Cities in competition, characteristic time, and leapfrogging developers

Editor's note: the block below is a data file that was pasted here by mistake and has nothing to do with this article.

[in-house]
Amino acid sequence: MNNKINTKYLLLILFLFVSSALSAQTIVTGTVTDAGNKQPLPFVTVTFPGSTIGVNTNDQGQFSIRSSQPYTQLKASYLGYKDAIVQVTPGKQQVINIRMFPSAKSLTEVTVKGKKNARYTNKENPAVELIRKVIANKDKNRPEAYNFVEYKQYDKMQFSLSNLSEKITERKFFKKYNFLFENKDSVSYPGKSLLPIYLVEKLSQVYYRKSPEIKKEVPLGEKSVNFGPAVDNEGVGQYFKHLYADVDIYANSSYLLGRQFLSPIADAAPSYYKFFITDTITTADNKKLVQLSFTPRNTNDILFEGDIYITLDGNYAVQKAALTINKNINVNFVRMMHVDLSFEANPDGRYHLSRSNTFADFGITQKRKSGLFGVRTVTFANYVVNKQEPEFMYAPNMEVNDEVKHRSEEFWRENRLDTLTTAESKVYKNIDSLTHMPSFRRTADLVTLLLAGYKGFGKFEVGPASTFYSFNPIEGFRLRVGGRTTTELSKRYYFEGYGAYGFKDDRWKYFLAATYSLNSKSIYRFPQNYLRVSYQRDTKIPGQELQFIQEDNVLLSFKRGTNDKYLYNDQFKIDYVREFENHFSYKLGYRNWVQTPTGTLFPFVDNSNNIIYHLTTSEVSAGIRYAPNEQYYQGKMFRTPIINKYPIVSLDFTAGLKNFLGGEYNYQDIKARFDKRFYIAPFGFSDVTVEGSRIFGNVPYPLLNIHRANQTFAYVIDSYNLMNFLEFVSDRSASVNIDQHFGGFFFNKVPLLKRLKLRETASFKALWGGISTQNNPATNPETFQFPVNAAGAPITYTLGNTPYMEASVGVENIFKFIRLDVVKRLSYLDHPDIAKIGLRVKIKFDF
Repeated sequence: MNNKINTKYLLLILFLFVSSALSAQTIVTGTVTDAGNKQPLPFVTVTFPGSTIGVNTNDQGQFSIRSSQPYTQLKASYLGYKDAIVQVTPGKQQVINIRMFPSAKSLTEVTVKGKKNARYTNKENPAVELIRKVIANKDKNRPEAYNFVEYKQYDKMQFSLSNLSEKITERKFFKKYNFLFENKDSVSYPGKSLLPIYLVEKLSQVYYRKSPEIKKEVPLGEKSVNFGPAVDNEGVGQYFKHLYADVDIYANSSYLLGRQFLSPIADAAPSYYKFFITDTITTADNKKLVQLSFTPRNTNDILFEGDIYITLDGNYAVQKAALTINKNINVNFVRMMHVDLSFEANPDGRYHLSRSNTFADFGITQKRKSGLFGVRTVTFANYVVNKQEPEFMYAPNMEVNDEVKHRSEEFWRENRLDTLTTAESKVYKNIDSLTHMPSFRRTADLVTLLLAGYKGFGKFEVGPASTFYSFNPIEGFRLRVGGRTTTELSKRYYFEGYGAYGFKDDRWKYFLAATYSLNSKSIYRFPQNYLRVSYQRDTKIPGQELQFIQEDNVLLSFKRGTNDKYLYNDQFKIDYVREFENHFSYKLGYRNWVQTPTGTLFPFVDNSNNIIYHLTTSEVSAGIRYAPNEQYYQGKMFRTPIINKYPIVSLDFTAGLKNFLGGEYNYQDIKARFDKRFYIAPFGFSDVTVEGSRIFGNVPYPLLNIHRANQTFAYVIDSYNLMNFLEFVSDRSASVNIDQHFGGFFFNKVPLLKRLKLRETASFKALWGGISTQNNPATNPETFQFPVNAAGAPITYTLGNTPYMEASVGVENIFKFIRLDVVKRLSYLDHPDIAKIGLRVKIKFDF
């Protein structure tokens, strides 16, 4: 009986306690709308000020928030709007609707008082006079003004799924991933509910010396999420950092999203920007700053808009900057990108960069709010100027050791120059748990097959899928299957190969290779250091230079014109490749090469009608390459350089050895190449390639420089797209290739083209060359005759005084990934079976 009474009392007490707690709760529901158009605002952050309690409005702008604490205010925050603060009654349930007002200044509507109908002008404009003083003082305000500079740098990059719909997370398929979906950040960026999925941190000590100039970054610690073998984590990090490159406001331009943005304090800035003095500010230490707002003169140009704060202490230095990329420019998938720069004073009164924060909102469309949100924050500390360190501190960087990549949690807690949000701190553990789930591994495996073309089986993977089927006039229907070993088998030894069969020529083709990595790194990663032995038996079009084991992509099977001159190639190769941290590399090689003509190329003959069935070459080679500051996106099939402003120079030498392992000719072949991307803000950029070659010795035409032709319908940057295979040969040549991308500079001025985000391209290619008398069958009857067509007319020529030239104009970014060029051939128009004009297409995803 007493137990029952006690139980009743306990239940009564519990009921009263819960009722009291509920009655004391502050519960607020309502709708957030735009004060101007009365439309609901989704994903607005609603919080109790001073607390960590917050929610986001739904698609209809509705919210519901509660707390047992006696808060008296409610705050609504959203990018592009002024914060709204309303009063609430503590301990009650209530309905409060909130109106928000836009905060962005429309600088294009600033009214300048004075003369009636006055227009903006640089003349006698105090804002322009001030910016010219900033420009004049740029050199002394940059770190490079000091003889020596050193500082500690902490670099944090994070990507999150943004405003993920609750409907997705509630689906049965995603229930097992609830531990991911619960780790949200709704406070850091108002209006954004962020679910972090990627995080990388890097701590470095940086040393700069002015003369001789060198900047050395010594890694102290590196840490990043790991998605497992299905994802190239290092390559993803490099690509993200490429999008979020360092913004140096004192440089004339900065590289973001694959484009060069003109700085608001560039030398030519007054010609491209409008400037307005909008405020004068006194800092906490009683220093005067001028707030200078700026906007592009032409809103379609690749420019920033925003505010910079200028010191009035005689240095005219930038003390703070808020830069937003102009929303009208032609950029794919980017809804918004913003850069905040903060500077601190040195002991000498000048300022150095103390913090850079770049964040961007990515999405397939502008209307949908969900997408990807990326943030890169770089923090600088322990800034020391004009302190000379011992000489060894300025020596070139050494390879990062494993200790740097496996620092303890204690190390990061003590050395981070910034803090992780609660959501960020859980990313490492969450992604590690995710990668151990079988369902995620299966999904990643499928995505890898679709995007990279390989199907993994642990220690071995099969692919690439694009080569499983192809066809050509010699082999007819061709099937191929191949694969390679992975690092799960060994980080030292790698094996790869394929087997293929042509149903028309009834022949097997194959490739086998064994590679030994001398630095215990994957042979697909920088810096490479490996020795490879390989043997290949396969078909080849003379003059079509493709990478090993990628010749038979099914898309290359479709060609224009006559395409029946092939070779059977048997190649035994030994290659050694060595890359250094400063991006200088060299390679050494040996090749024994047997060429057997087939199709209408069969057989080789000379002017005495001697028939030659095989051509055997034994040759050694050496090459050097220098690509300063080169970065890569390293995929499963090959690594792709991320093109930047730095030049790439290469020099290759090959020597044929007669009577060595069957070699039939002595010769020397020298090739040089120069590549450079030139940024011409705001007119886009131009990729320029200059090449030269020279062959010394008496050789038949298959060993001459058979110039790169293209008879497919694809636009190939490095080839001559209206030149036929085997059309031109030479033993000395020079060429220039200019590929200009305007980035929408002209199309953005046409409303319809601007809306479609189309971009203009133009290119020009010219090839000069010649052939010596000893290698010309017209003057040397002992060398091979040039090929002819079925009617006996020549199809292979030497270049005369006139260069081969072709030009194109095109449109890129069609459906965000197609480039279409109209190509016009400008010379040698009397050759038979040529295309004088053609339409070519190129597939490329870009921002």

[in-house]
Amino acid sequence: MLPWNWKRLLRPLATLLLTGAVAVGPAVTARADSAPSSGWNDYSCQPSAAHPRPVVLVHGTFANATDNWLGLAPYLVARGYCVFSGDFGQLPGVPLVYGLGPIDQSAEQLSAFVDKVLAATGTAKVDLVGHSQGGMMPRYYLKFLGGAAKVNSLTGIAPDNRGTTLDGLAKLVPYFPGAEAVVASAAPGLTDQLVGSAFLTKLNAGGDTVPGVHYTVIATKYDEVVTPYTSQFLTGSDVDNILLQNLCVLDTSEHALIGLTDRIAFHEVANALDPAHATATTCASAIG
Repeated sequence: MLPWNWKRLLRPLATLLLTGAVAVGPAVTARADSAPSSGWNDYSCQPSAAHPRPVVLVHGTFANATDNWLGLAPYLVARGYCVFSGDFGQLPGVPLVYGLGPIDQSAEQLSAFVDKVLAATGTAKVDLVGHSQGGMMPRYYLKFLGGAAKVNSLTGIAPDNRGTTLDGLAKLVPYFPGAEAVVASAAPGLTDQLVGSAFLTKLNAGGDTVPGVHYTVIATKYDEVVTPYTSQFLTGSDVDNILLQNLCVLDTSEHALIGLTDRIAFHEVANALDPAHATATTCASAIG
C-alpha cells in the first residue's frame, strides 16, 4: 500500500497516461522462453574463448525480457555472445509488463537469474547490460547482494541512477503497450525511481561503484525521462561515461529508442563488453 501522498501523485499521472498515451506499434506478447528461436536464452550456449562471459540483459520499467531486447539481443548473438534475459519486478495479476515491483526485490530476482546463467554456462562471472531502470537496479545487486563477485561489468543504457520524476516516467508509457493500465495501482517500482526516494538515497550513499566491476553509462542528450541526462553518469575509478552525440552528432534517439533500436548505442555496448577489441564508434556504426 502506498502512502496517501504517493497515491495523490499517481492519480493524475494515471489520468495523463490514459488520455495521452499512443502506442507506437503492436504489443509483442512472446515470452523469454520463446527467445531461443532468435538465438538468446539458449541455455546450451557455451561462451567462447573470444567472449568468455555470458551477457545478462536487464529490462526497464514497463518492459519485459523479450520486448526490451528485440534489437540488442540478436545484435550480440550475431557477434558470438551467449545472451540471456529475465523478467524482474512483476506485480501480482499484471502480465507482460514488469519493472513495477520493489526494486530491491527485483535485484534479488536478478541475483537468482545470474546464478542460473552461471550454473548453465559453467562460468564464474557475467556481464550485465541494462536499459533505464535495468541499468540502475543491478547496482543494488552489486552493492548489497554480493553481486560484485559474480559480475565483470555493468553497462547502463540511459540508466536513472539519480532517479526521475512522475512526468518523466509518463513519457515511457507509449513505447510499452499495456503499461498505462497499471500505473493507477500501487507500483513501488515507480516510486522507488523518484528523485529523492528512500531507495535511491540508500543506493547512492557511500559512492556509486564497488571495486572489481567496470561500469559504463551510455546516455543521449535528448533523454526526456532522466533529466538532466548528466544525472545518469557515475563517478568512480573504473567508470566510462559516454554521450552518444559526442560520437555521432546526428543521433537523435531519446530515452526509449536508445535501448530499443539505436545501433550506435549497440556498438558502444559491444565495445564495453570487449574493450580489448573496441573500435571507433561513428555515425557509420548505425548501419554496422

In a recent paper Czamanski and Roth (2011 Annals of Regional Science 46 101–118) demonstrated that, because the profitability of construction projects is influenced by variations in the time incidence of costs and revenues, despite declining willingness to pay and land gradients with distance from central business districts, profitability can experience local maxima away from urban centers. The time until the realization of revenues was termed ‘characteristic time’. Its size is the result of planning polices and can lead to leapfrogging and scattered development, especially when interest rates are low or negligible. We explained this result by modeling the simple behavior of developers in the context of a single linear city. In this paper we consider the case of two municipalities with different development policies and characteristic time functions. We explore local maxima in profitability, typical of disequilibrium situations, especially during periods when cities are growing. Myopic assumptions, in the sense that each city is interested only in what happens on its side of the municipal boundary, can easily lead to unintended leapfrogging. Competition between cities can result in intentional leapfrogging or in spatially concentrated development, depending on the policy objectives. We extend the analysis further and consider qualitatively different cities that give rise to different gravity-type forces and differences in willingness to pay. The demand and supply sides of the building market are integrated into the model. The additional considerations can lead to various patterns of scattered development capable of explaining the spatial structure of metropolitan areas. Keywords: urban spatial dynamics, sprawl, characteristic time, high-rise buildings
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